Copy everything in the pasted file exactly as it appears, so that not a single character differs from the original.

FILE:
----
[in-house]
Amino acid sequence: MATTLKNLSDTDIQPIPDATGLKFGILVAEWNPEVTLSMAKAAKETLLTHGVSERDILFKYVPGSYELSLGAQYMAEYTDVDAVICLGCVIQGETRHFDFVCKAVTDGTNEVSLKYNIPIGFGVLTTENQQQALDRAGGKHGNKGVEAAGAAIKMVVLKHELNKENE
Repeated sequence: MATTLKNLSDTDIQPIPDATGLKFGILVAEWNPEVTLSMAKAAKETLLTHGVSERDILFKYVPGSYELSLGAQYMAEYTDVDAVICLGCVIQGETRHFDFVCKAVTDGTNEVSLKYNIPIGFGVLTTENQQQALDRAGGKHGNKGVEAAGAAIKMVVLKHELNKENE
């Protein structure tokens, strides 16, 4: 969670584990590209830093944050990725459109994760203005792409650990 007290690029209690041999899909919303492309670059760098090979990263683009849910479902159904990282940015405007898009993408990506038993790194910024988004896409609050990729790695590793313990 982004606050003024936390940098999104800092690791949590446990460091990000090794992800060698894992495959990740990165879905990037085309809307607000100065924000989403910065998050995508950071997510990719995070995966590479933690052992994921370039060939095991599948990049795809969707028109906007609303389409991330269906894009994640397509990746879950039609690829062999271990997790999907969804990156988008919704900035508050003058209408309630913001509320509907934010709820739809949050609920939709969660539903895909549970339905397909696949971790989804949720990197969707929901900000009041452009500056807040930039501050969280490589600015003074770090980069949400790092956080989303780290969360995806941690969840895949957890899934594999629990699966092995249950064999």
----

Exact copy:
[in-house]
Amino acid sequence: MATTLKNLSDTDIQPIPDATGLKFGILVAEWNPEVTLSMAKAAKETLLTHGVSERDILFKYVPGSYELSLGAQYMAEYTDVDAVICLGCVIQGETRHFDFVCKAVTDGTNEVSLKYNIPIGFGVLTTENQQQALDRAGGKHGNKGVEAAGAAIKMVVLKHELNKENE
Repeated sequence: MATTLKNLSDTDIQPIPDATGLKFGILVAEWNPEVTLSMAKAAKETLLTHGVSERDILFKYVPGSYELSLGAQYMAEYTDVDAVICLGCVIQGETRHFDFVCKAVTDGTNEVSLKYNIPIGFGVLTTENQQQALDRAGGKHGNKGVEAAGAAIKMVVLKHELNKENE
């Protein structure tokens, strides 16, 4: 969670584990590209830093944050990725459109994760203005792409650990 007290690029209690041999899909919303492309670059760098090979990263683009849910479902159904990282940015405007898009993408990506038993790194910024988004896409609050990729790695590793313990 982004606050003024936390940098999104800092690791949590446990460091990000090794992800060698894992495959990740990165879905990037085309809307607000100065924000989403910065998050995508950071997510990719995070995966590479933690052992994921370039060939095991599948990049795809969707028109906007609303389409991330269906894009994640397509990746879950039609690829062999271990997790999907969804990156988008919704900035508050003058209408309630913001509320509907934010709820739809949050609920939709969660539903895909549970339905397909696949971790989804949720990197969707929901900000009041452009500056807040930039501050969280490589600015003074770090980069949400790092956080989303780290969360995806941690969840895949957890899934594999629990699966092995249950064999």